Where to Sweat in Charlotte: 2020
From our guide to wellness in Charlotte
Ride the Waves with Brian Formato
WHEN IS THE LAST TIME you learned a new physical skill? “That’s often the hardest question for people to answer,” says Brian Formato, founder of LeaderSurf, a leadership development retreat he hosts in Costa Rica. “The older we get, the more sedentary we are.”
Formato, a Charlotte-based executive coach and founder of Groove Management, designed LeaderSurf for business leaders to build leadership endurance, which he says is similar to the physical endurance required in surfing. The six-day program takes a group of six to 10 people from companies that include Intel, Circle K, The Motley Fool, and Fifth Third Bank to the beaches of Nosara, Costa Rica, for daily coaching sessions, team-building activities, and surf lessons. “In business, we’re taught that failure isn’t an option, and we need to embrace failure as part of learning,” he says. “Even the best surfers in the world wipe out. As a leader in business, you’re gonna wipe out.”
For the initial surf lesson, nobody gets in the water for a full hour. First, they study the landscape, using all their senses. “Then you have to stretch, because even just the act of carrying the board is hard,” Formato says. “In surfing, 90 percent of it is paddling. That’s really frickin’ hard work. If you spend five minutes of one hour standing, that’s a success.”
Participants range in age from 29 to 57, and across varying levels of physical fitness. But by the end of the week, everyone has ridden a wave. “Sometimes just on their knees, but it all counts,” Formato says. “It’s the idea that the best things in life come after a struggle. And in the water, no one’s gonna see you sweat.”
They end each day with sunset reflections, a mindfulness activity in which participants watch the sun set and share what they’ve learned about themselves that day. By 8 p.m., after the nightly group dinner, everyone is spent. “Without trying, you get your 10,000 steps a day,” Formato says.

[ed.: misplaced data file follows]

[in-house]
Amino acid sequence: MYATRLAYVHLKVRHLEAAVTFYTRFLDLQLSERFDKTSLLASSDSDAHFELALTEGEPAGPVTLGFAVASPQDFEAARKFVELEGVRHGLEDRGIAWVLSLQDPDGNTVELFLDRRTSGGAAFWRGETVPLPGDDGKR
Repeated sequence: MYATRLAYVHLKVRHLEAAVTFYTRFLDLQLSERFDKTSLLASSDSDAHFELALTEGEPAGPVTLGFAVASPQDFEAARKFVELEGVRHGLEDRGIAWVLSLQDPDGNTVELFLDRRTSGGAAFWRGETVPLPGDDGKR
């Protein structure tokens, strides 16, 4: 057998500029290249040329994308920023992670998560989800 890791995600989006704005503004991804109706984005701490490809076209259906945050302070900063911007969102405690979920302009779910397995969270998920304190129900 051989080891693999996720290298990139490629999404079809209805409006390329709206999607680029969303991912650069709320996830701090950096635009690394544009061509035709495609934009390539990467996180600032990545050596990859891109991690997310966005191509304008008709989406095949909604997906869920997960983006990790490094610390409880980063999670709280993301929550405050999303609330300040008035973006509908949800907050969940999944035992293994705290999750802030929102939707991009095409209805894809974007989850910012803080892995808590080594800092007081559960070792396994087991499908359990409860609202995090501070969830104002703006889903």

He’s had more than 50 people do the program over the last four years, and Formato says one of the biggest challenges is getting participants to give up their devices for the week. “We have such a difficult time disconnecting, but with surfing, you can’t have your phone in the ocean. You get your ass kicked by the waves, but you go home a totally different person.”
Still, he says, learning to surf is a top bucket list item, along with learning a foreign language or musical instrument. “But riding the wave isn’t really what surfing is,” he adds with a smile. “You have to enjoy the paddling.” —T.B.
You can realize tons of benefits—from improved flexibility to toned muscles—by regularly practicing yoga. But can it make you happy? After an hour with Sydney Duarte, we’re convinced it can. Duarte’s smile, which was probably the first thing you saw when you picked up this magazine, is infectious. Her positive energy radiates beyond the classes she teaches at NoDa Yoga every Wednesday at 6:45 p.m to murals throughout the city. One, on a wall outside of Two Scoops in Plaza Midwood, says, “You can’t make everyone happy, you’re not ice cream. Do the things that light you up. Everything else will fall into place.” She paints these murals with her mom, Ann. To find Duarte’s murals and yoga classes, head to her website: thetravelinggypsy.org. —E.W.
Claim: Reduced inflammation and muscle soreness, relaxation, improved circulation, calorie burn, better sleep.